Thursday, August 2, 2018

The History of the Union Stock Yards and Transit Company, Chicago (1865-1971).

The Stock Yard Entrance Gate
The Union Stock Yard & Transit Co., or "The Yards," was the meatpacking district in Chicago for more than a century, starting in 1865. The district was operated by railroad companies that acquired swampland and turned it into a centralized processing area. By the 1890s, the railroad money behind the Union Stockyards was Vanderbilt's money. The Union Stockyards operated in the New City community area for 106 years, helping Chicago become known as "hog butcher to the world," coined by poet Carl Sandburg, and the center of the American meatpacking industry for decades.

It was called "Union" because seven separate stockyards contributed the $1.5 million it took to build enough pens to house 100,000 hogs and 10,000 heads of cattle. Priding itself as an "open, free, public market," the Stock Yards housed more than 1 billion animals in the 105 years it operated. This was significant because, in its early years, the Stock Yards were merely a way station for cattle intended to be marketed as fresh meat. After being sold in Chicago, live cattle shipped by rail in boxcars to New York, Boston, and other eastern cities. (They were shipped live because meat, once killed and dressed, spoiled easily.)

The stockyards became the focal point of the rise of some of the earliest international companies. These companies refined novel industrial innovations and influenced financial markets. Both the rise and fall of the district owe their fortunes to the evolution of transportation services and technology in America. The stockyards have become an integral part of the popular culture of Chicago's history.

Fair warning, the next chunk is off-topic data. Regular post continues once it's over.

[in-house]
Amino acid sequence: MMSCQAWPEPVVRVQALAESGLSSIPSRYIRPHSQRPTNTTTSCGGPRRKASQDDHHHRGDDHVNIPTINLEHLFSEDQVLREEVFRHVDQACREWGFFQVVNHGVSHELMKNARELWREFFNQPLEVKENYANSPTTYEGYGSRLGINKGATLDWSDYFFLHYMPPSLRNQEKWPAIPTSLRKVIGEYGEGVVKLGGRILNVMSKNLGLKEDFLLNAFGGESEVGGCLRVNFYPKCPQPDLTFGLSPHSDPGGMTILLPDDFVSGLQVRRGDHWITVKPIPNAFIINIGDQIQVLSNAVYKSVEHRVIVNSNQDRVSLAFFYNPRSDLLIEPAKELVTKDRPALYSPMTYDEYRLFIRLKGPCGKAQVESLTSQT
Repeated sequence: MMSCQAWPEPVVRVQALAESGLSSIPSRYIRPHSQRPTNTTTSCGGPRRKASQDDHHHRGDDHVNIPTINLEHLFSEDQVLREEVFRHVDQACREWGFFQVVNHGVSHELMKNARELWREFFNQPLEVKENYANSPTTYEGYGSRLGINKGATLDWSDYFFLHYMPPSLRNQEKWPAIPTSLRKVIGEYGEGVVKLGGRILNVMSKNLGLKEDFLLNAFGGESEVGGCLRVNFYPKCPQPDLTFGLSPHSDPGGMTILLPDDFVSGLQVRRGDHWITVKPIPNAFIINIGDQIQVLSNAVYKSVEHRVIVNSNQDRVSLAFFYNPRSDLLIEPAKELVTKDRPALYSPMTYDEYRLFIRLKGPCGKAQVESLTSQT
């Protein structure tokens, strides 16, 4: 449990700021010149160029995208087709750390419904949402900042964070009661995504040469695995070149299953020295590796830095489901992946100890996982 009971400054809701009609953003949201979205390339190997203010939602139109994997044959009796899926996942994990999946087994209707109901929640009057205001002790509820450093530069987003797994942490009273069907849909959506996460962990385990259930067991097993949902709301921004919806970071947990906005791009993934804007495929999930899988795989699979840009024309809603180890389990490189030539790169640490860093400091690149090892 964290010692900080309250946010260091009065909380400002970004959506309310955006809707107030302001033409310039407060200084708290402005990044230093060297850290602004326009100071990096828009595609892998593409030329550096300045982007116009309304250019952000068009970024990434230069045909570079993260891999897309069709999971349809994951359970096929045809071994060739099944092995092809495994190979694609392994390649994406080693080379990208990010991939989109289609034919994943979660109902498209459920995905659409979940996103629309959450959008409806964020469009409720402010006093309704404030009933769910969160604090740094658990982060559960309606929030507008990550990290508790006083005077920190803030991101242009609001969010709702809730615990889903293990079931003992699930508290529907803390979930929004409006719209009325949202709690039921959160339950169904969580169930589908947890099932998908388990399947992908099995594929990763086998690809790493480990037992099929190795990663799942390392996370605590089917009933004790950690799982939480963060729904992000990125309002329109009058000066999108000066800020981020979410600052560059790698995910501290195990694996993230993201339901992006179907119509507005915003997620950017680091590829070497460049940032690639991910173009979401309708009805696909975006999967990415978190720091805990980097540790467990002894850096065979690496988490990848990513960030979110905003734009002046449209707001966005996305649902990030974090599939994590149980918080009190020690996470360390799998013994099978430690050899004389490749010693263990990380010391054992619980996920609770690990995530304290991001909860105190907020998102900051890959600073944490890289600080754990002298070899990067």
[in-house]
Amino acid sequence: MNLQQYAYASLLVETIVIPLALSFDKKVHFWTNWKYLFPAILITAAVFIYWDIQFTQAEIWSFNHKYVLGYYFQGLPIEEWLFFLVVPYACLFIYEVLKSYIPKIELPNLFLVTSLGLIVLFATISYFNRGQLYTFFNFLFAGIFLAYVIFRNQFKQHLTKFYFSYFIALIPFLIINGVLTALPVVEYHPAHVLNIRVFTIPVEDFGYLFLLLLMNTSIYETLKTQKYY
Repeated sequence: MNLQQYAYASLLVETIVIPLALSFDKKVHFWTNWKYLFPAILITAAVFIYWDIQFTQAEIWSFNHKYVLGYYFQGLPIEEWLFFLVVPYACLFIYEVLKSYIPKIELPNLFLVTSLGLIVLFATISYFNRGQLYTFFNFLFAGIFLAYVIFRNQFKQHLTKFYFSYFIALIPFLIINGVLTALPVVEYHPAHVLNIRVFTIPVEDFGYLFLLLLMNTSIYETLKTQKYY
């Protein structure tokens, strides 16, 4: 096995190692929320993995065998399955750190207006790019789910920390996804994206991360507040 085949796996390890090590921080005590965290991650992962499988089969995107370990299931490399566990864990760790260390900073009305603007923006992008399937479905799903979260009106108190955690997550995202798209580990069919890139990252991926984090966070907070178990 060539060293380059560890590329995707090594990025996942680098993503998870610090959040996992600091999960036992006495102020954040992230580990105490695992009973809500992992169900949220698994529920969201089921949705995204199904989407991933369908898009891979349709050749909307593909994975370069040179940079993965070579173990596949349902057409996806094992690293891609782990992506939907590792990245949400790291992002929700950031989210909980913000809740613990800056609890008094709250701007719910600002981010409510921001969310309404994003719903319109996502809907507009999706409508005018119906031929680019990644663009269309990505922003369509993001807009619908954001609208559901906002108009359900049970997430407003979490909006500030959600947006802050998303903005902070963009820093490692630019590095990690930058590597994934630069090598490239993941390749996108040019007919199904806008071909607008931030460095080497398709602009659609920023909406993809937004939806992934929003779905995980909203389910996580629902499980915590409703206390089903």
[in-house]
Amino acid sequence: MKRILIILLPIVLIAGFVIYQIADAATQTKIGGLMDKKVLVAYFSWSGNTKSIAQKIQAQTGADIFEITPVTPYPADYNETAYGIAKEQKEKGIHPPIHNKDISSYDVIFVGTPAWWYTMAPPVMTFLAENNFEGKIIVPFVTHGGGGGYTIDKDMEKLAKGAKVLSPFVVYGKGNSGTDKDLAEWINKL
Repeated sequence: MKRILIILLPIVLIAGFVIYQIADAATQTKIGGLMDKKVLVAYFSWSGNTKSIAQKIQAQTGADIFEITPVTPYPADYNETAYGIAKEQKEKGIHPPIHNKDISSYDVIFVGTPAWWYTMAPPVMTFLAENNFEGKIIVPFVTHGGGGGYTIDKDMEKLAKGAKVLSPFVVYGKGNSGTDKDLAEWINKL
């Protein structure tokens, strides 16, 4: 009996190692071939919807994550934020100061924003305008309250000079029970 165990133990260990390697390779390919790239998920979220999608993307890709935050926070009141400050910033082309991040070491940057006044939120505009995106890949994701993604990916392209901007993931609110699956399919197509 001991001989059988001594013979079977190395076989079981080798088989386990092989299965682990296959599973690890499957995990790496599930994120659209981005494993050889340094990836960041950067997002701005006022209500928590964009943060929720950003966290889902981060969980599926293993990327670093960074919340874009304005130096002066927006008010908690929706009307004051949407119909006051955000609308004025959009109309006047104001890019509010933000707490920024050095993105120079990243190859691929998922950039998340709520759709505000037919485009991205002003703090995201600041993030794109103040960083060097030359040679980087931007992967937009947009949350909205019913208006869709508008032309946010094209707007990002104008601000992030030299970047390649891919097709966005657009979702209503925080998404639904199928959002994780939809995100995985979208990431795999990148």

From the end of the Civil War in 1865 until the end of the 1920s, peaking in 1924, more meat was processed in Chicago than elsewhere. Construction began in June 1865, with an opening on Christmas Day in 1865. The Yards closed at midnight on Friday, July 30, 1971, after several decades of decline during the decentralization of the meatpacking industry.

In 1906, Upton Sinclair published "The Jungle" (PDF), which uncovered the horrid conditions in the stockyards around the beginning of the 20th century.


Before the various private stockyards were constructed, tavern owners provided pastures and care for cattle herds waiting to be sold. With the spreading service of railroads, several small stockyards were created in and around the City of Chicago. In 1848, a stockyard called the Bulls Head Market was opened to the public. The Bulls Head Stock Yards were located at Madison Street and Ogden Avenue and opened in 1848.

Several small stockyards were scattered throughout the City in the years that followed. Between 1852 and 1865, five railroads were constructed in Chicago. The stockyards that sprang up were usually built along various rail lines of these new railroad companies. Some railroads built their own stockyards in Chicago. The Illinois Central and the Michigan Central railroads combined to build the largest set of pens on the lakeshore east of Cottage Grove Avenue from 29th Street to 35th Street. In 1878, the New York Central Railroad managed to buy a controlling interest in the Michigan Central Railroad. In this way, Cornelius Vanderbilt, owner of the New York Central Railroad, got his start in the stockyard business in Chicago.
Original Plan of the Stockyards.
Several factors contributed to the consolidation of the Chicago stockyards: the westward expansion of railroads between 1850 and 1870, which drove incredible commercial growth in Chicago as a major railroad center, and the Mississippi River blockade during the Civil War that closed all north-south river trade. The United States government purchased much beef and pork to feed the Union troops fighting the Civil War. As a consequence, hog receipts at the Chicago stockyards rose from 392,000 hogs in 1860 to 1,410,000 hogs over the winter butchering season of 1864-1865; over the same period, beef receipts in Chicago rose from 117,000 head to 339,000 head.

With an influx of butchers and small meat packing concerns, many businesses significantly increased to process the livestock shipped to the Chicago stockyards. The goal was to butcher and process the livestock locally rather than transferring it to other northern cities for butchering and processing. Keeping up with the vast number of animals arriving each day proved impossible until a new wave of consolidation and modernization altered the meatpacking business in the post-Civil War era.
Union Stock Yards Illustration, by Louis Kurz. September 1866